A 10 Second Guide to Smoother Projects: Urgent vs. Important

January 29, 2008


A little background information: I’ve decided to leave my job to launch a technology start-up company. (Talk about big news buried in an unsuspecting article, eh?)

As a result, I’ve spent most of this week transitioning my responsibilities to someone else. The handoff feels somewhat like a death-bed situation. Not because I think it won’t go well (I think it will go perfectly fine), but rather because I feel like I have a small window of time to think about and pass on the important advice I’d like to leave behind.

My position was Director of Software Development. This involved managing multiple teams responsible for new development and maintenance of a system with over one million lines of code. The single most important piece of knowledge I want to pass on to my successor is this:


Separate urgent items from important items.


Urgent items are those things that need to get done today or else the system will die. For example, if a client starts calling into the system with incorrectly formatted data, you urgently need to fix the situation, either by working with the client or adding code to accept the new format.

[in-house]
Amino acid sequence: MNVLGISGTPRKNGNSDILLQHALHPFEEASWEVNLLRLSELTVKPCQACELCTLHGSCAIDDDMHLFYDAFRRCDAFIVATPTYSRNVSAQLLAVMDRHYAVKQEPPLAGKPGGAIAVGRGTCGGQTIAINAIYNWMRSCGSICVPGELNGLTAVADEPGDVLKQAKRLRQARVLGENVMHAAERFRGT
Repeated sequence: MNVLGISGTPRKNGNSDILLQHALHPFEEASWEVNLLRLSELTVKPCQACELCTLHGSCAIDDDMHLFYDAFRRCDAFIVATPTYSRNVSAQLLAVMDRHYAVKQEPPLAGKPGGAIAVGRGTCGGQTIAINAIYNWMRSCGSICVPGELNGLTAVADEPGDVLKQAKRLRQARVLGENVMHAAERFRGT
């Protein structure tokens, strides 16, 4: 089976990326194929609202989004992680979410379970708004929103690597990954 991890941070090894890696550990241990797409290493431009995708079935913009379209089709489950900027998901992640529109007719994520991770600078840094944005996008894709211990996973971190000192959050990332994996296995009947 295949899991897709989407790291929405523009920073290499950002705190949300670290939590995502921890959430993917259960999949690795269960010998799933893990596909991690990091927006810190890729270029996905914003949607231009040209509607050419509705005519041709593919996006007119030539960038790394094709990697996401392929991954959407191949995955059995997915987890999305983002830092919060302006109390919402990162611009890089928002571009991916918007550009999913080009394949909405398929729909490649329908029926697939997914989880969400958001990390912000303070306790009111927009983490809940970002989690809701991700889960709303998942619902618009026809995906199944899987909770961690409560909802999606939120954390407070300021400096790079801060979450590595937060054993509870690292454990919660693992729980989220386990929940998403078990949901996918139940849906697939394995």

Important items are the longer term projects, for example: the new feature that increases profits by 10%, or the feature necessary for the big trade-show demo a month from now.

No matter how hard you try, there is no good way to prioritize one of these items against the other.

As a result, a team (or individual) can’t effectively work in both “urgent item” mode and “important item” mode at the same time.

Over the last few months, by far the most effective processes I’ve put into place is to assign all urgent items to a dedicated team. This enabled our group to handle almost any emergency thrown at us without having to re-adjust long term schedules. This saved a bunch of time that we used to waste jostling things about in order to accomodate the urgent item.

This also makes it very clear who will work on the item. When an emergency arose, I immediately sent it to the Firefighting team; nobody else has to be distracted. The Firefighting team might need to shuffle some priorities around, but they are used to that, because that’s the mode they work in all day.

I would imagine that as the group evolves, they will need to add a third type of team, resulting in:

The Research team works on technology gambles. The project may not work out, but if it does, then it will revolutionize the business. I would staff this team with senior people who are strong individual contributors who can investigate hazy ideas and make them reality.

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